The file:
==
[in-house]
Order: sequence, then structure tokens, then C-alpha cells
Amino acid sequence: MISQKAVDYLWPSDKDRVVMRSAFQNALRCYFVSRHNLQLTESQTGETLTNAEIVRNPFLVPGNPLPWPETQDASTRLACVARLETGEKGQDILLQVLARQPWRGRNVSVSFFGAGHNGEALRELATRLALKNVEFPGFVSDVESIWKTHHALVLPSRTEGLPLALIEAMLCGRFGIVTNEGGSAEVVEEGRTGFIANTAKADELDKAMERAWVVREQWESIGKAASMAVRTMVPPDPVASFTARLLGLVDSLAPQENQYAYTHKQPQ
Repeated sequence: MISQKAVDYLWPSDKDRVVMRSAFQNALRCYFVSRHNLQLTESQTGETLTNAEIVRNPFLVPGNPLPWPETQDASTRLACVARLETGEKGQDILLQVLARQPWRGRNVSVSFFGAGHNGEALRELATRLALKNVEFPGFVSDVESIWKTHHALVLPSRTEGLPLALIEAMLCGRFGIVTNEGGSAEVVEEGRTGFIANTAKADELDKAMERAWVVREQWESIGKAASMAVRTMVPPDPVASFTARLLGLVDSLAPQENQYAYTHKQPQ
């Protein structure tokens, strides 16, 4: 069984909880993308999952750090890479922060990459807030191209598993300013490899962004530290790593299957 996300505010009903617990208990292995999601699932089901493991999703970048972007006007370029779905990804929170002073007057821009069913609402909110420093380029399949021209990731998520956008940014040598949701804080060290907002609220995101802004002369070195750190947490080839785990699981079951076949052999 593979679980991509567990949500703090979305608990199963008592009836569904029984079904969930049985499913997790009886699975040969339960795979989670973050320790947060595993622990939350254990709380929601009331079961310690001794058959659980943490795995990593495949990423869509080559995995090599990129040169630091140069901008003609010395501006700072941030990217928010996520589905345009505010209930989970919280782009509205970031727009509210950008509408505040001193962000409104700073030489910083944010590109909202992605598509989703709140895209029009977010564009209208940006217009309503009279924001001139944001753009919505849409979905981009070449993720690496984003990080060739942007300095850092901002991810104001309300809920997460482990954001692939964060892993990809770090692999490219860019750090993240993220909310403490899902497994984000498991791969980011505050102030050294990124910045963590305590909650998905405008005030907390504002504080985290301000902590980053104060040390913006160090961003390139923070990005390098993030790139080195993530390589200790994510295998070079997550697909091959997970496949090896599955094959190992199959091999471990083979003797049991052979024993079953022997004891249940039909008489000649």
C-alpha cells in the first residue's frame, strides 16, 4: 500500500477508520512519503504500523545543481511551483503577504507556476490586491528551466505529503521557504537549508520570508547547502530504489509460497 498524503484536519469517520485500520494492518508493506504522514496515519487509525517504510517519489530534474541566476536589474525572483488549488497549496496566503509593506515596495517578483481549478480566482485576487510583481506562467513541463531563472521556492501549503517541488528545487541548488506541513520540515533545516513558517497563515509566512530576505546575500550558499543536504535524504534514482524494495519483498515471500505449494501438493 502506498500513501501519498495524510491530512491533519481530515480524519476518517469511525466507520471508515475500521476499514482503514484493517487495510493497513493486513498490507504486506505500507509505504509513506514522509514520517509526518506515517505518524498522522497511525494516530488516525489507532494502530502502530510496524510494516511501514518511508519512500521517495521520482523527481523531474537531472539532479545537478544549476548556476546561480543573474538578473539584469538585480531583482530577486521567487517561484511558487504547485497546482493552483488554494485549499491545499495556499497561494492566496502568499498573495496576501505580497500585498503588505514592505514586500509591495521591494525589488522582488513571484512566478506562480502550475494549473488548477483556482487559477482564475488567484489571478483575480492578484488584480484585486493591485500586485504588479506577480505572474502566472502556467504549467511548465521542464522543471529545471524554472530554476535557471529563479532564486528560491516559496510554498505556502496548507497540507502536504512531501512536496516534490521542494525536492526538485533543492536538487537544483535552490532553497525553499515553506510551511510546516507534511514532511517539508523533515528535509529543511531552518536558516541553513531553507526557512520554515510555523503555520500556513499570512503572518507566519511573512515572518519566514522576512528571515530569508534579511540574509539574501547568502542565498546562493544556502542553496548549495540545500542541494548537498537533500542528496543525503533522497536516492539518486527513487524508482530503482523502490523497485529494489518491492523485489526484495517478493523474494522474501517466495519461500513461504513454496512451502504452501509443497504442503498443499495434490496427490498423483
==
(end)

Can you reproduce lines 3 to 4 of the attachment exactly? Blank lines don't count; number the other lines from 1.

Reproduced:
Amino acid sequence: MISQKAVDYLWPSDKDRVVMRSAFQNALRCYFVSRHNLQLTESQTGETLTNAEIVRNPFLVPGNPLPWPETQDASTRLACVARLETGEKGQDILLQVLARQPWRGRNVSVSFFGAGHNGEALRELATRLALKNVEFPGFVSDVESIWKTHHALVLPSRTEGLPLALIEAMLCGRFGIVTNEGGSAEVVEEGRTGFIANTAKADELDKAMERAWVVREQWESIGKAASMAVRTMVPPDPVASFTARLLGLVDSLAPQENQYAYTHKQPQ
Repeated sequence: MISQKAVDYLWPSDKDRVVMRSAFQNALRCYFVSRHNLQLTESQTGETLTNAEIVRNPFLVPGNPLPWPETQDASTRLACVARLETGEKGQDILLQVLARQPWRGRNVSVSFFGAGHNGEALRELATRLALKNVEFPGFVSDVESIWKTHHALVLPSRTEGLPLALIEAMLCGRFGIVTNEGGSAEVVEEGRTGFIANTAKADELDKAMERAWVVREQWESIGKAASMAVRTMVPPDPVASFTARLLGLVDSLAPQENQYAYTHKQPQ